Northwest potter Rick Mahaffey featured at TCC gallery exhibit

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Visitors to Rick Mahaffey’s one-man show at the Art Gallery at Tacoma Community College could be excused for mistaking the show for an archeological exhibit. Mahaffey’s large, earthy storage jars — which dominate the exhibit — look as if they could have been made centuries ago. That Mahaffey’s pottery has an ancient quality is no accident, since the artist draws much of his inspiration from Japanese pottery emanating from locations known as “the six ancient kilns.”

Named for their regions in Japan, works from each of the six ancient kilns are unique to the pottery tradition of that area. Mahaffey states that he is primarily interested in pottery from the Bizen and Shigaraki areas.

Mahaffey has been hard at work as a potter for decades. He first began to explore the medium in San Francisco, where he grew up. At San Francisco’s City College, he studied with John Whitney, who had been a student of Herbert Sanders, the first potter to obtain a Ph.D. in ceramics and who founded the ceramics program at San Jose State University, where Mahaffey found himself studying a few years later. Sanders (author of the 1967 book “The World of Japanese Ceramics”) had made SJSU a center of interest in Japanese pottery. At SJSU, Mahaffey also studied with the founder of that school’s glass department, Robert Fritz, as well as with the potter James Lovera, known for his volcanic glazes.

In the 1970s, Mahaffey arrived in Tacoma to pursue graduate studies at the University of Puget Sound, and he has been rooted here ever since. At UPS, Mahaffey studied with Carlton Ball and Ken Stevens, two of the pioneers of studio ceramics in the Pacific Northwest. As a long-time professor in TCC’s Art Department, Mahaffey is now a prominent figure in the local ceramics community.

In the mid 90s, Mahaffey was able to split a year-long residency in Japan with Stevens, one of his mentors. This and subsequent interaction with ceramics programs in Japan led to Mahaffey’s becoming a co-founder of the International Society for Ceramic Art Education and Exchange, an organization that has enabled Mahaffey to lead pottery students to participate in ceramics programs in places like China, Kenya, Japan, Turkey, Korea, Mexico and the United Kingdom. During one of his sojourns in Japan, Mahaffey was able to work in the studio of Wasaburo Takahashi, who was designated as a National Living Treasure of Japan in 1963.

For all their rustic, earthy finish, Mahaffey’s big storage jars have a classic shape, a sensual curve with a wide swelling toward the top. His favorite firing method is the Japanese style wood burning kiln called Anagama, in which the fly ash, produced by days of firing, forms a glaze on the unglazed pots or interacts with the glaze applied to other pots. With variables like the type of wood used, the way pots are placed in the kiln, the crew firing the kiln and the clay used to create the pots, the results are always rather unpredictable. Some pots emerge less than remarkable while others emerge as precious treasures.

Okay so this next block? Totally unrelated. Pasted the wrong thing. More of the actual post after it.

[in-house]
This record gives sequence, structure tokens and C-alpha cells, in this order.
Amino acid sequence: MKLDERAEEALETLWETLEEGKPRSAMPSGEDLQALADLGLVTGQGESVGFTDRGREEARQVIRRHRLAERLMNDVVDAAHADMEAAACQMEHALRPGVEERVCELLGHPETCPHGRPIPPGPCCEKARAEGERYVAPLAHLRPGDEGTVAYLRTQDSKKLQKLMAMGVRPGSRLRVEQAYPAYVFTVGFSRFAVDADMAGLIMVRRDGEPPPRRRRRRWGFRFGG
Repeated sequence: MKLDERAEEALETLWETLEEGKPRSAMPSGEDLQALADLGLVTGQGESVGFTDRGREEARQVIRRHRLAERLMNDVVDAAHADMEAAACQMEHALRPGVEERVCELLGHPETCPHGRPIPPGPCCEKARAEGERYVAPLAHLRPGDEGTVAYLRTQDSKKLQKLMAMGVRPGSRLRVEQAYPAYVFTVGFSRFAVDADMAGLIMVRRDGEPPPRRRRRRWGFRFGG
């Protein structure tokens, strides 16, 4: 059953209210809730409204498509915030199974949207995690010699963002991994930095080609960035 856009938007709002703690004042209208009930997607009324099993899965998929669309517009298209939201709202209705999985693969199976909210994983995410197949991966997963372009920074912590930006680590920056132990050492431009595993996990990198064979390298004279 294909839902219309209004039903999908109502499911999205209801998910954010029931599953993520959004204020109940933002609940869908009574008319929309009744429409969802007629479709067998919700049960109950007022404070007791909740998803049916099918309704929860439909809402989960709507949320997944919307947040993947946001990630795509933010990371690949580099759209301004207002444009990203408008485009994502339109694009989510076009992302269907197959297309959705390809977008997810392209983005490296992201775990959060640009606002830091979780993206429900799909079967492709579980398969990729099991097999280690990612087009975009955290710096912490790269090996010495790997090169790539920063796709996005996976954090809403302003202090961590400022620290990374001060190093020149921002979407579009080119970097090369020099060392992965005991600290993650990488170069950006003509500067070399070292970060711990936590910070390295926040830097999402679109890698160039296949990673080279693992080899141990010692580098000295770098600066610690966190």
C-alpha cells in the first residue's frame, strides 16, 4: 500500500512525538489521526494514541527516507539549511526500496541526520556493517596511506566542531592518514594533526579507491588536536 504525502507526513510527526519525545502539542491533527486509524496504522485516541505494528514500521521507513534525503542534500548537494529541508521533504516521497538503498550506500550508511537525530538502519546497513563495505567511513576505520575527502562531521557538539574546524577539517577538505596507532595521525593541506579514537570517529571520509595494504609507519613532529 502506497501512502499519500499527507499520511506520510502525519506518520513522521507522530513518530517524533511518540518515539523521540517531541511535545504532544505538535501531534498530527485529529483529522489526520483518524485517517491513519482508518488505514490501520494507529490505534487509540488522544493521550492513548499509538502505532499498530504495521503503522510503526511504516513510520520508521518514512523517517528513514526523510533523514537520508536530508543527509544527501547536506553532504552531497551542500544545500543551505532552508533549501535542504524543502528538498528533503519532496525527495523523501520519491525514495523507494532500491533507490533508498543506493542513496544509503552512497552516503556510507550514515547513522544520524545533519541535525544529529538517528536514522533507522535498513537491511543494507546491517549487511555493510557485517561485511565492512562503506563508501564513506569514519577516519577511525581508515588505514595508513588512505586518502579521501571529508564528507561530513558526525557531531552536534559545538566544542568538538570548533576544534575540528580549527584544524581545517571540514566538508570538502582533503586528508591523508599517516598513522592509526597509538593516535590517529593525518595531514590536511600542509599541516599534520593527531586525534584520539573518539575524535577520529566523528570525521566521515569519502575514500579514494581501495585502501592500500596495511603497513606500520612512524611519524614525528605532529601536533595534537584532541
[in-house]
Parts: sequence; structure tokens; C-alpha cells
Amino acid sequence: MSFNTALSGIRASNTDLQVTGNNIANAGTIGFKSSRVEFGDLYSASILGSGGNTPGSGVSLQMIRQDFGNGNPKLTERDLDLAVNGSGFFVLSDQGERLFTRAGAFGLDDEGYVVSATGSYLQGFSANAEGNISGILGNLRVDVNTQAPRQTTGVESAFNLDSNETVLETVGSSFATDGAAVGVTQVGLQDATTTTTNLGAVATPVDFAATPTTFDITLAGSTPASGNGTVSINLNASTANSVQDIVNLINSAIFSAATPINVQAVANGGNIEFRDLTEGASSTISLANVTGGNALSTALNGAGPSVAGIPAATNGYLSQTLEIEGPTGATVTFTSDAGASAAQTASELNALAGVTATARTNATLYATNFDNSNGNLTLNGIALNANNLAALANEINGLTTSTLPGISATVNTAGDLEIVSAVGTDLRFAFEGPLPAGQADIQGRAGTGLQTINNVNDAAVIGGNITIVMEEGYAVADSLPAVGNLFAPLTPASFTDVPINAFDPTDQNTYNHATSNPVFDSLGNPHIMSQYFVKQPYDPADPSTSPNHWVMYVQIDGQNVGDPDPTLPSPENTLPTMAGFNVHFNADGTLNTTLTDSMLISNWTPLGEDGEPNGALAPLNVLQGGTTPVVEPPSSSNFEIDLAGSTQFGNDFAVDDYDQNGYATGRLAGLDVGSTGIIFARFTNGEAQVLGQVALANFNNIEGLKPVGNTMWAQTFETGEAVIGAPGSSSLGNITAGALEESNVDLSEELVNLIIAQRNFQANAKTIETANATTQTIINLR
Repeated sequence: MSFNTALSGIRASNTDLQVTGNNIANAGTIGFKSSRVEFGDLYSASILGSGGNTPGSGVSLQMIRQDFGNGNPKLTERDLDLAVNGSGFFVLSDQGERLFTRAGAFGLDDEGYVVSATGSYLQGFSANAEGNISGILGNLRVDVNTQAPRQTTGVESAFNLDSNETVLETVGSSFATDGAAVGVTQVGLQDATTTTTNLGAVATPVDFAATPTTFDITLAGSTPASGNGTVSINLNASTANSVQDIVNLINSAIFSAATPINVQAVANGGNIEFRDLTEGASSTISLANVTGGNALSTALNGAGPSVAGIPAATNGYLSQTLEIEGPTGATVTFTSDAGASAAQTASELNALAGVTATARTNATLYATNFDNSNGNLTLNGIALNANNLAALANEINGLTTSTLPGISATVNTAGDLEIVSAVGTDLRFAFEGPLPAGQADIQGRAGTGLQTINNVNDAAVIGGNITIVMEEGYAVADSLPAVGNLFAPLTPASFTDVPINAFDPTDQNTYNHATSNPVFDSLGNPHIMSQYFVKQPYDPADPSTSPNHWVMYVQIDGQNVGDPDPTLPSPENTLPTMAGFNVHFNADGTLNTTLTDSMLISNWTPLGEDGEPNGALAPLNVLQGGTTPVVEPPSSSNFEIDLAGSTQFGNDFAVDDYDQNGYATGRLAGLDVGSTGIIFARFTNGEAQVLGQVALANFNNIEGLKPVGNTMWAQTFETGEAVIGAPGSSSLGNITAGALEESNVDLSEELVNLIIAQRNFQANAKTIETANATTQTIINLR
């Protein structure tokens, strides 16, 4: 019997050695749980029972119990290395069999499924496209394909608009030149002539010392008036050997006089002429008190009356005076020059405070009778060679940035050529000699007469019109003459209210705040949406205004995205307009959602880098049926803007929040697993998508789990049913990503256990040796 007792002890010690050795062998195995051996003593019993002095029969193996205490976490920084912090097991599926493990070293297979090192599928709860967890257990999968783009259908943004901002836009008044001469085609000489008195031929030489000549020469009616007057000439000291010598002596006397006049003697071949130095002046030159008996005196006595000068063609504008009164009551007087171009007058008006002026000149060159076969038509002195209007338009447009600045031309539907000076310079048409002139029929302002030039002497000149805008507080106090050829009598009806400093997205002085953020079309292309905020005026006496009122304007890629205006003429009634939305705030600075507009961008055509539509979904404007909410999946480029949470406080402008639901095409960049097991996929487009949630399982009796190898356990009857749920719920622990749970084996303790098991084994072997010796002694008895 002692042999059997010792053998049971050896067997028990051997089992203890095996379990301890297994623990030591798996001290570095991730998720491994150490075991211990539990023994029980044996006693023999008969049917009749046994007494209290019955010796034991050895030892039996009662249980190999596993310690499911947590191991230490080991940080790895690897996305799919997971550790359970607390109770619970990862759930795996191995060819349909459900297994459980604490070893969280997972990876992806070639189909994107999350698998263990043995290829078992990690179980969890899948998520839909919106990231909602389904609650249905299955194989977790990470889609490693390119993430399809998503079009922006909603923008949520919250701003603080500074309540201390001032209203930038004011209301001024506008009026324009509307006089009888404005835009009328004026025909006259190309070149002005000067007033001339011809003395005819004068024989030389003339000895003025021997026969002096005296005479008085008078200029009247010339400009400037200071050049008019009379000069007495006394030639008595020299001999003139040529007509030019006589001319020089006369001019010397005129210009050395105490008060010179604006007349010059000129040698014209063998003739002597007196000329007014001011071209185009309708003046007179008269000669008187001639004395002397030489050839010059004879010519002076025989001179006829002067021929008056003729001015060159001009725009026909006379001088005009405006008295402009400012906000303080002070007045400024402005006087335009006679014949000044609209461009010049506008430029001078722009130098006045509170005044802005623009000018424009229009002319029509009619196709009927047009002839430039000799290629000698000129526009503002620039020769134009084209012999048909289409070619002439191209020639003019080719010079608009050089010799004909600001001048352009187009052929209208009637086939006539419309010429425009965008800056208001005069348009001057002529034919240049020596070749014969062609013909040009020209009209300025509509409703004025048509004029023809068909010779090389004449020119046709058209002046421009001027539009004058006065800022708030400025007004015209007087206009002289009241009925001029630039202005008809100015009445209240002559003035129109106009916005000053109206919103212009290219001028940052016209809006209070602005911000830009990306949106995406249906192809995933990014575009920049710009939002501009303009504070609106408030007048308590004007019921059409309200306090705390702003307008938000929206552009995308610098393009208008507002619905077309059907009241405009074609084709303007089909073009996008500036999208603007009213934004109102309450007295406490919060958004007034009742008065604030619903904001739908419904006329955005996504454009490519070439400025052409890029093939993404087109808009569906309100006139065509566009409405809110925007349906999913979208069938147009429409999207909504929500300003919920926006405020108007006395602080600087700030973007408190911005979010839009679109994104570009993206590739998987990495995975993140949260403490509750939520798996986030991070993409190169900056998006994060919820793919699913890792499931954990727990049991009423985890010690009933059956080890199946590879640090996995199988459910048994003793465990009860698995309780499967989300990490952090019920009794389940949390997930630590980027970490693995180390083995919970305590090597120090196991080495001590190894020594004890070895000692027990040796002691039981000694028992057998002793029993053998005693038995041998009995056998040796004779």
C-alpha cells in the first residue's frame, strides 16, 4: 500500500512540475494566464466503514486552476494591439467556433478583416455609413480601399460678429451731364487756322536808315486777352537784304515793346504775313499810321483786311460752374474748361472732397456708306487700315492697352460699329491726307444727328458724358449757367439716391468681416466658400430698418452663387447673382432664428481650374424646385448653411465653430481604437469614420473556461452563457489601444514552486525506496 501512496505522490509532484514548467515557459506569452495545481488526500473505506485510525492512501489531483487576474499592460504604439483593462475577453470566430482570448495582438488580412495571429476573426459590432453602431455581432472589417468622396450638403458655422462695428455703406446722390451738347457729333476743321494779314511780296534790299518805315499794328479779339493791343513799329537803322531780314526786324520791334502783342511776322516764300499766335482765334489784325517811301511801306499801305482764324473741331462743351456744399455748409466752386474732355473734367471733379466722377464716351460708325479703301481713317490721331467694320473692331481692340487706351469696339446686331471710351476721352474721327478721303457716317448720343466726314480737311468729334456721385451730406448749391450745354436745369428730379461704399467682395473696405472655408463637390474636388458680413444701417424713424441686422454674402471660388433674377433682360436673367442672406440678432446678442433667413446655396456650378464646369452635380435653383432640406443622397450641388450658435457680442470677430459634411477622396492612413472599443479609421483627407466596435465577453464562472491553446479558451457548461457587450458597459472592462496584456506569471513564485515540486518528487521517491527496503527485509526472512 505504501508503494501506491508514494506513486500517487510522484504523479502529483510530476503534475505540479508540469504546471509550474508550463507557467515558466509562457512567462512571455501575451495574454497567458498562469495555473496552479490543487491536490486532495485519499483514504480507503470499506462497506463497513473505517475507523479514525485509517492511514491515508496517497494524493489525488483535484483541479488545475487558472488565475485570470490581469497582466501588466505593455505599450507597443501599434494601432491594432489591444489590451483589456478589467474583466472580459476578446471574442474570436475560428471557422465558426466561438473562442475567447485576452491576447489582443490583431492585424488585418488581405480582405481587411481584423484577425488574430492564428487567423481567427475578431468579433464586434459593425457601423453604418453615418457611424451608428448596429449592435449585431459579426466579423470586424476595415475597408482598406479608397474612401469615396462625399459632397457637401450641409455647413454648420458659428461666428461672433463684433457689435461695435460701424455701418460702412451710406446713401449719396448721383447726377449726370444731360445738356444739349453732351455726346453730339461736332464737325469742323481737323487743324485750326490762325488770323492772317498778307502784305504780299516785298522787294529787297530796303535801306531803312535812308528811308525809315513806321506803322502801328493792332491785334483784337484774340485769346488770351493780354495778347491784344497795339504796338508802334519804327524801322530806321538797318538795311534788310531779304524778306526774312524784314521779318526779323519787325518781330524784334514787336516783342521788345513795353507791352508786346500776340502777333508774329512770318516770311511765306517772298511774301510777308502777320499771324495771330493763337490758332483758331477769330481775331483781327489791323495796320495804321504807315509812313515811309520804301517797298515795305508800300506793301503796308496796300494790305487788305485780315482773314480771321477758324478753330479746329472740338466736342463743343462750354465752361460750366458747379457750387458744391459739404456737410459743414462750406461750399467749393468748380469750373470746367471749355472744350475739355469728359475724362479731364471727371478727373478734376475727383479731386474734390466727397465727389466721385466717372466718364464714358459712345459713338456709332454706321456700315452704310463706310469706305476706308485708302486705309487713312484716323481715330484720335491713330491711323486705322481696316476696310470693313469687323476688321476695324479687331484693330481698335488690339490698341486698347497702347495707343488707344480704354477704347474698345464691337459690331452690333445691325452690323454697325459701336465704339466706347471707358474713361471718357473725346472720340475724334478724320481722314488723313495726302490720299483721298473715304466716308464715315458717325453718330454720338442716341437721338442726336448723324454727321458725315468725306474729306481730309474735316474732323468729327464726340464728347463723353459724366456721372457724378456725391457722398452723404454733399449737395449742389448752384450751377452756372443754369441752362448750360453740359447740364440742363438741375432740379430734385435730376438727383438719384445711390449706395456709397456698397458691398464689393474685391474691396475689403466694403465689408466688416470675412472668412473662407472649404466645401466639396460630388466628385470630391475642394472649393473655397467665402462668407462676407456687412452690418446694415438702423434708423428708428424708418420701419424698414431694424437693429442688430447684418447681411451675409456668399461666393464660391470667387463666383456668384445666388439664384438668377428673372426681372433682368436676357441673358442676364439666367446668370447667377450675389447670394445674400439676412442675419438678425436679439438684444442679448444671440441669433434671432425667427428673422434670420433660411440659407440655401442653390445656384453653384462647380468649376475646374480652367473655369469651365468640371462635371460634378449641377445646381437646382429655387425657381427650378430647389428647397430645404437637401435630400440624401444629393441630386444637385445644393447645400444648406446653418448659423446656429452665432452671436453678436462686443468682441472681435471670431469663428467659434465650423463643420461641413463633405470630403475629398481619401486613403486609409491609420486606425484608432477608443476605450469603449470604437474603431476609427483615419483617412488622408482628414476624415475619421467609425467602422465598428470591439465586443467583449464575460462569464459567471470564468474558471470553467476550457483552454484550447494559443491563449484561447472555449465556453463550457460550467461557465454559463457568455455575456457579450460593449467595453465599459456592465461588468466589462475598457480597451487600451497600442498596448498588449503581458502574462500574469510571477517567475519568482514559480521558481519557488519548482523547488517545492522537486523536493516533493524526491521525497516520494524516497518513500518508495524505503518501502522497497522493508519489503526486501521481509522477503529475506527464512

Mahaffey is a master of many techniques: soda firing, gas firing, saggar firing, raku firing — examples of each are present in his show. Mahaffey has a preference for natural effects and earth tones and seems to avoid making pots with bright colors. Nevertheless, his work is possessed of a wide array of eye-catching surface effects. There are the juicy ash glazes, orange peel textures, dappled effects, drips, streaks, crackles and crusty deposits on pots that were fired down low in the kiln where they mingle with the ash. There are browns, yellows, golds, greenish hues and grays. Some of Mahaffey’s more recent work shows the results of his exploration with “snowflake crackle,” a thick and opaque glaze with a crystalline appearance. 

In addition to the big jars, there are dozens of smaller, intimate vessels, many of which are designed and named for use in Chanoyu, the Japanese tea ceremony. There are chawan, or tea bowls, as well as other specialized vessels. There are flat platters, dainty sake cups and diminutive soy sauce bottles. Work in the show spans most of Mahaffey’s long career, the oldest piece in the show dating to 1971.

This show is a great chance to get to know the work of one of the great potters of the Northwest. It is worth repeated viewings. The show of Rick Mahaffey’s pottery runs through May 4. An artist’s reception is scheduled for Thursday, April 19 from 4-6 p.m. Mahaffey will give a gallery talk April 27 at 12:30 p.m. For more on the exhibit and the Gallery at TCC, call (253) 460-4306 or visit www.tacomacc.edu/art.

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